He closed his set strongly with “Somebody Like You,” calling for fans to raise their hands. He hugged a young fan wearing a pink cowboy hat in the front row and quickly accepted a bouquet of flowers in the middle of the song, leaving the stage to a roaring crowd proclaiming, “Welcome to All for the Hall!”
After a short set change, Gill, wearing a Nashville Predators jersey, took the stage as the night’s first guest. Urban introduced the Hall of Famer by saying, “This whole thing really got started with this guy right here.” Gill is also the Hall of Fame and Museum’s current president of the board. His set included “One More Last Chance” with Urban on rhythm guitar, and his “hero” song went out to Emmylou Harris and her hit, “Two More Bottles of Wine.”
McBride earned the first standing ovation of the night (one of many) for a powerhouse rendition of “A Broken Wing,” and she joked to Urban and Gill, “Too bad you couldn’t find a good band.” The house band for the evening was a crack squad of Nashville session musicians who regularly play on major hits recorded on Music Row. McBride chose to honor Reba McEntire with “Is There Life Out There.”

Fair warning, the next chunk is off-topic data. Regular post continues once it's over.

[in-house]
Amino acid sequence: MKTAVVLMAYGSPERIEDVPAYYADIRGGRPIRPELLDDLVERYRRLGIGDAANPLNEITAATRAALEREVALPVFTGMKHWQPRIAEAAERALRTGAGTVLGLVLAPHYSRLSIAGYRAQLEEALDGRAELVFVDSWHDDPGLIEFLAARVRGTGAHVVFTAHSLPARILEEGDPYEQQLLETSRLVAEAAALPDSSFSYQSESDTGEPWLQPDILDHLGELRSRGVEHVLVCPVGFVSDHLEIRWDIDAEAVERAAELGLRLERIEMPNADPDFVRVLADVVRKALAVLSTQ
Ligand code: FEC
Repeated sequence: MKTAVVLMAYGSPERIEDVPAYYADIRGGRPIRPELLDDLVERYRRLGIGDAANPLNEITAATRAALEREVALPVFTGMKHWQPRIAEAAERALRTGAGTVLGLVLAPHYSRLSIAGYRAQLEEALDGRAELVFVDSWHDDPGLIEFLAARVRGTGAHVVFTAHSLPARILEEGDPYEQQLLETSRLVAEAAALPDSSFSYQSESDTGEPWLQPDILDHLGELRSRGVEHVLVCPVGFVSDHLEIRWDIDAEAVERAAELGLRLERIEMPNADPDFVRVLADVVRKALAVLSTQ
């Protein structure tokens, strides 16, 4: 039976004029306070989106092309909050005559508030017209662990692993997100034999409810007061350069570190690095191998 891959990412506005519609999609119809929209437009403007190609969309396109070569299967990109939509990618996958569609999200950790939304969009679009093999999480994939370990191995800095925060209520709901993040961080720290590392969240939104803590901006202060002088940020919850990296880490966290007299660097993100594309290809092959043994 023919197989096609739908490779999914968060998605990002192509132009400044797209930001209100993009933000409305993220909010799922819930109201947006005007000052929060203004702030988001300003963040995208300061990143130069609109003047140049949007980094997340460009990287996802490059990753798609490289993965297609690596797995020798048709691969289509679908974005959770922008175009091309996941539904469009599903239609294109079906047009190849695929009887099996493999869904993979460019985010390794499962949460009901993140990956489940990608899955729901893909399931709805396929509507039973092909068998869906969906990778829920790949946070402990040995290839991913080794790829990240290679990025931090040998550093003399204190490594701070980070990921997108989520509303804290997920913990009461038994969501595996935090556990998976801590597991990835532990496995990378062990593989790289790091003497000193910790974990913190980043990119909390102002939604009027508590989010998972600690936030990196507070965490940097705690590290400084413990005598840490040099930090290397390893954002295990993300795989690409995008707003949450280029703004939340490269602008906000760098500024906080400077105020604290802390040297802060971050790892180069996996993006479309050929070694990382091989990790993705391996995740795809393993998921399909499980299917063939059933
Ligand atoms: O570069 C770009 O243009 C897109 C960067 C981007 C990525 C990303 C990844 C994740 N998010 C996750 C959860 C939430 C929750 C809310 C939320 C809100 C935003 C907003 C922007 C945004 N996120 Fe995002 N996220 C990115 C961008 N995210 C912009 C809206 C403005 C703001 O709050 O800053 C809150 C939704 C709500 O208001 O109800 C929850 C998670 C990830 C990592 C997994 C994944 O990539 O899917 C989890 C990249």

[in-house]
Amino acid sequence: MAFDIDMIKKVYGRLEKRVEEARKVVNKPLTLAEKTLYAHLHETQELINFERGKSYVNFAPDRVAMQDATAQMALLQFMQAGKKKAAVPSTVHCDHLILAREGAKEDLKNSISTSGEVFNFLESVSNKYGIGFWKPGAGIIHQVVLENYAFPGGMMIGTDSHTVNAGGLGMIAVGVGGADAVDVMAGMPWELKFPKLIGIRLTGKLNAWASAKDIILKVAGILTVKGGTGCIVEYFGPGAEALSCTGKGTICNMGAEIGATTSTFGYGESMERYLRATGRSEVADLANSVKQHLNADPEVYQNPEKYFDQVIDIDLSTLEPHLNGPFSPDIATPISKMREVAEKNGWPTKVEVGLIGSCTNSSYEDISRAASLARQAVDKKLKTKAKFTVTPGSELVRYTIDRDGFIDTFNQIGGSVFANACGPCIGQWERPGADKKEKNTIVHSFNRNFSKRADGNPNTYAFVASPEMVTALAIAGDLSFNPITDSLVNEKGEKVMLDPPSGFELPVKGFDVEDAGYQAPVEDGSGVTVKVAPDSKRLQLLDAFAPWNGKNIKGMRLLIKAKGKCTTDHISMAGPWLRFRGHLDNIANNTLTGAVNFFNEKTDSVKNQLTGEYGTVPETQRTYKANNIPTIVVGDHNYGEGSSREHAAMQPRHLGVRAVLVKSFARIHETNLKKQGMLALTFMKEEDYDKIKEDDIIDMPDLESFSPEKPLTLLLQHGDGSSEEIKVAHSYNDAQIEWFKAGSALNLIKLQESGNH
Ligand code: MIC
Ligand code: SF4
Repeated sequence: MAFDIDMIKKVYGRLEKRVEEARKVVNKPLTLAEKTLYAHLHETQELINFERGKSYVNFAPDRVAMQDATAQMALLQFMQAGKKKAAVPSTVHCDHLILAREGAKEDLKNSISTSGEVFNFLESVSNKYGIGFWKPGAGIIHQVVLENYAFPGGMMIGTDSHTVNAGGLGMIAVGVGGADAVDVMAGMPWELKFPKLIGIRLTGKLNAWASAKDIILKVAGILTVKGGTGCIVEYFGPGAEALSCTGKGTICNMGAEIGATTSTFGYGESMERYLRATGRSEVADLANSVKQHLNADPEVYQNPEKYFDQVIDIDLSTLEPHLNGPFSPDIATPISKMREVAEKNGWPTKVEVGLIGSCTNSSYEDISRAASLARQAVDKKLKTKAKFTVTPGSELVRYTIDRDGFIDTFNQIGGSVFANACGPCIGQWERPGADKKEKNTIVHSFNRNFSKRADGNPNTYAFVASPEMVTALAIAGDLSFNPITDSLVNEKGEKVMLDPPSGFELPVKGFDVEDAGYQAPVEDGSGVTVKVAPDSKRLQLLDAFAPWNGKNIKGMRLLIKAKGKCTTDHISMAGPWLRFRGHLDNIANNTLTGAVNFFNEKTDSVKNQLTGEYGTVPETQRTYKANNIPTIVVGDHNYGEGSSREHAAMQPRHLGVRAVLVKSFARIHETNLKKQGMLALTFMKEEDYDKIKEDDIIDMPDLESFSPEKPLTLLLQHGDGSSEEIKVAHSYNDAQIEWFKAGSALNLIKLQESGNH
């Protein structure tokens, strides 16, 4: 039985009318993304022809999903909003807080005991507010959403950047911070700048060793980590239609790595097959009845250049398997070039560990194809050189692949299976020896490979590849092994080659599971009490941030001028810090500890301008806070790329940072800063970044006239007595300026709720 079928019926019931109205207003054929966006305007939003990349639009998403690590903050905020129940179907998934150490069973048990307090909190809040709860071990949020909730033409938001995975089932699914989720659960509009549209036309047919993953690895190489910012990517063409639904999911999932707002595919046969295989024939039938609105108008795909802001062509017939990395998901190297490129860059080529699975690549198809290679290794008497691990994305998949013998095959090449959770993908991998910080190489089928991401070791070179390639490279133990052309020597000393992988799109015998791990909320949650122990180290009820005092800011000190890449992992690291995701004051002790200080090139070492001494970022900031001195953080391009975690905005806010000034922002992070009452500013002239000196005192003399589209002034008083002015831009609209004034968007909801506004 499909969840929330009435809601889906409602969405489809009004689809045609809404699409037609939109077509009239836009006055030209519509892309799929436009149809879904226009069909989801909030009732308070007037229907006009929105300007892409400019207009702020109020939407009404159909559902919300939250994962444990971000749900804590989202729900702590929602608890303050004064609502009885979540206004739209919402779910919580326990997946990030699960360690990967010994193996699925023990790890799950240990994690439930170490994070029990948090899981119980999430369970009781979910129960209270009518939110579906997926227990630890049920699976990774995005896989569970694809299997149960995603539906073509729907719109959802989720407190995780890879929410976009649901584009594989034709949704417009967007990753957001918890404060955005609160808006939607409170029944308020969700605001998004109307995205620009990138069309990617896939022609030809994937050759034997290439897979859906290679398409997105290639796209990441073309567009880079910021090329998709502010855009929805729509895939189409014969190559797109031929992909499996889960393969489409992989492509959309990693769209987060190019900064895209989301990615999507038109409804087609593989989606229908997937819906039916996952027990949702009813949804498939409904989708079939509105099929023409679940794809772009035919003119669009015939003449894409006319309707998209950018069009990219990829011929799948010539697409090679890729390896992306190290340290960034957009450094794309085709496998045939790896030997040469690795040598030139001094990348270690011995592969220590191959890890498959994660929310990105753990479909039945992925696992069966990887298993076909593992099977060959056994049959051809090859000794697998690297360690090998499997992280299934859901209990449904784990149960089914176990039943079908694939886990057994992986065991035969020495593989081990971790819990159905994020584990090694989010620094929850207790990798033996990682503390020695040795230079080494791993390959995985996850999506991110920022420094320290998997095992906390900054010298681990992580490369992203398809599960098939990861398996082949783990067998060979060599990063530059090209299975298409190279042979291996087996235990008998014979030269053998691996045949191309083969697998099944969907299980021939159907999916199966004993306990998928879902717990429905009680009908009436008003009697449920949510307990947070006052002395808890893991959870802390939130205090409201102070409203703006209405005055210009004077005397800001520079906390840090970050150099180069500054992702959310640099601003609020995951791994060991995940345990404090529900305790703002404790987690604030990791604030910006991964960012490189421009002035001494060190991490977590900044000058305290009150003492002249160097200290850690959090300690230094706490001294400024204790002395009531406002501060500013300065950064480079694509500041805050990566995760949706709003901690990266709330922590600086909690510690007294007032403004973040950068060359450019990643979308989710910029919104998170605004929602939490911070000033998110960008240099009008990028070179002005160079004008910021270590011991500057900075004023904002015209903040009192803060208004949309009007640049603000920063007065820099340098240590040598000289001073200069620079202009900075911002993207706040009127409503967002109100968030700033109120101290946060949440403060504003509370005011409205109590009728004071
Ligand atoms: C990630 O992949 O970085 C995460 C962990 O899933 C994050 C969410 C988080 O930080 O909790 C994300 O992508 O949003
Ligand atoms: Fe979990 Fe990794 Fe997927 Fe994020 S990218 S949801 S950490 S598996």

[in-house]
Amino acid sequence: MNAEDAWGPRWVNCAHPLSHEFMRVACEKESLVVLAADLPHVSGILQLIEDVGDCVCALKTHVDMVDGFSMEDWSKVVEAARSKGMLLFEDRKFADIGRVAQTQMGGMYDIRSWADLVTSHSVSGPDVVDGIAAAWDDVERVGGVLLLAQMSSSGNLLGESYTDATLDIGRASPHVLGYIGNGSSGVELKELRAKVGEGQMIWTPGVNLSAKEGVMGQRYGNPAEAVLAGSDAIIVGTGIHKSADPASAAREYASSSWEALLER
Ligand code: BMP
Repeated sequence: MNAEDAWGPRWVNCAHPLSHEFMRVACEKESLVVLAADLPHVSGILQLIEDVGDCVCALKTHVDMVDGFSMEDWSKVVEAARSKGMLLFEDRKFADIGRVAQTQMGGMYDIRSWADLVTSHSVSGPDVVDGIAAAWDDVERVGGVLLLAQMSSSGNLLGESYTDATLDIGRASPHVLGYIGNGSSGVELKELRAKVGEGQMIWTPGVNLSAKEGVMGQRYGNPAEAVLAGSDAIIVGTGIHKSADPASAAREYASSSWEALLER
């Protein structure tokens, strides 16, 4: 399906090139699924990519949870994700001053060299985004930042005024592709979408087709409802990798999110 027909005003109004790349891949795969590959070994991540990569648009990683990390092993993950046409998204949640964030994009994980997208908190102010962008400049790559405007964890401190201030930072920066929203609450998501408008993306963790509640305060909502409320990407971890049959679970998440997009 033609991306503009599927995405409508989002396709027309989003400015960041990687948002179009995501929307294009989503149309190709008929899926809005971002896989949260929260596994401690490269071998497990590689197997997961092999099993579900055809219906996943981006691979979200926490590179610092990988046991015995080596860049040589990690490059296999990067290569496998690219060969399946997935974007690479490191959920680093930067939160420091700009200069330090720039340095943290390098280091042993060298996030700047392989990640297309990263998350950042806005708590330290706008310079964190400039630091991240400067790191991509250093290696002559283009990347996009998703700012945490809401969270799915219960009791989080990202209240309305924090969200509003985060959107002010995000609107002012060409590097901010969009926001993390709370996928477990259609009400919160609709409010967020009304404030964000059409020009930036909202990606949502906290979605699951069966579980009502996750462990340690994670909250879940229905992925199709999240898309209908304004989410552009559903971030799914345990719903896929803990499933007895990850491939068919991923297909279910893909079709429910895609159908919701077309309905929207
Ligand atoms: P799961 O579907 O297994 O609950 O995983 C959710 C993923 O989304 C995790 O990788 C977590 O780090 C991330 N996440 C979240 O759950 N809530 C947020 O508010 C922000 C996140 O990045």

Up next was Currington, who led with a swaying version of “Must Be Doin’ Something Right.” He also offered one of the most moving cover songs of the night, choosing Kenny Rogers’ “Sweet Music Man.” It was a heartbreaking rendition, made stronger by his poignant introduction.
“If I’m right,” said Currington, “this is the only song Kenny Rogers ever wrote, and he wrote it by himself. I want to sing you these words. They are very special to me.”
He accompanied himself on acoustic guitar with just a few flourishes of bass and steel guitar behind him. The effect was almost enough to make a grown man get something stuck in both of his eyes at once and led into another weeper delivered by one of today’s hottest country stars.